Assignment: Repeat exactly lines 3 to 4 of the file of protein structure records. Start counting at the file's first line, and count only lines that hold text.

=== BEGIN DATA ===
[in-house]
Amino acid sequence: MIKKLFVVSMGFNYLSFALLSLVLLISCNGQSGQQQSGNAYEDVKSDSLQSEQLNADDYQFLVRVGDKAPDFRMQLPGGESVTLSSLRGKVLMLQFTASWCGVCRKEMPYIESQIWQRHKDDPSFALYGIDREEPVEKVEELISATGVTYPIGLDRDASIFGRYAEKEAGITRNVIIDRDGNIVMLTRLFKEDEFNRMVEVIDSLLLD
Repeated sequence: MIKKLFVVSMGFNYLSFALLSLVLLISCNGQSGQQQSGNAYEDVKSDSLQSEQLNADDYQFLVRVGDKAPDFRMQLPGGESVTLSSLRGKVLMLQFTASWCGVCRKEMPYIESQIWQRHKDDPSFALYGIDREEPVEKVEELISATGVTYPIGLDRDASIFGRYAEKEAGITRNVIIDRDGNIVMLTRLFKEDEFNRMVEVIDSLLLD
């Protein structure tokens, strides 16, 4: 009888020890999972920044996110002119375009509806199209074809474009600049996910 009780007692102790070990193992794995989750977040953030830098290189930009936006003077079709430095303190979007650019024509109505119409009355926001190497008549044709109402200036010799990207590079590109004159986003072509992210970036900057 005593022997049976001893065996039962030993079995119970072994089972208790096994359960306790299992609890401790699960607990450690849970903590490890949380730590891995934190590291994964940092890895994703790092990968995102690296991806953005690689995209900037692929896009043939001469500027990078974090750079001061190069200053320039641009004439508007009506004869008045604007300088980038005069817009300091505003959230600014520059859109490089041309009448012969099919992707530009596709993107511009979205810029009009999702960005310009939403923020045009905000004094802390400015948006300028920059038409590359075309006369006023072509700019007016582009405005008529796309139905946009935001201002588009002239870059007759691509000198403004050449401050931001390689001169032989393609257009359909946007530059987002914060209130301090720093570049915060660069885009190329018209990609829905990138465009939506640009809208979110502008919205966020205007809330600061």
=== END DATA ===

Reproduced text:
Repeated sequence: MIKKLFVVSMGFNYLSFALLSLVLLISCNGQSGQQQSGNAYEDVKSDSLQSEQLNADDYQFLVRVGDKAPDFRMQLPGGESVTLSSLRGKVLMLQFTASWCGVCRKEMPYIESQIWQRHKDDPSFALYGIDREEPVEKVEELISATGVTYPIGLDRDASIFGRYAEKEAGITRNVIIDRDGNIVMLTRLFKEDEFNRMVEVIDSLLLD
């Protein structure tokens, strides 16, 4: 009888020890999972920044996110002119375009509806199209074809474009600049996910 009780007692102790070990193992794995989750977040953030830098290189930009936006003077079709430095303190979007650019024509109505119409009355926001190497008549044709109402200036010799990207590079590109004159986003072509992210970036900057 005593022997049976001893065996039962030993079995119970072994089972208790096994359960306790299992609890401790699960607990450690849970903590490890949380730590891995934190590291994964940092890895994703790092990968995102690296991806953005690689995209900037692929896009043939001469500027990078974090750079001061190069200053320039641009004439508007009506004869008045604007300088980038005069817009300091505003959230600014520059859109490089041309009448012969099919992707530009596709993107511009979205810029009009999702960005310009939403923020045009905000004094802390400015948006300028920059038409590359075309006369006023072509700019007016582009405005008529796309139905946009935001201002588009002239870059007759691509000198403004050449401050931001390689001169032989393609257009359909946007530059987002914060209130301090720093570049915060660069885009190329018209990609829905990138465009939506640009809208979110502008919205966020205007809330600061």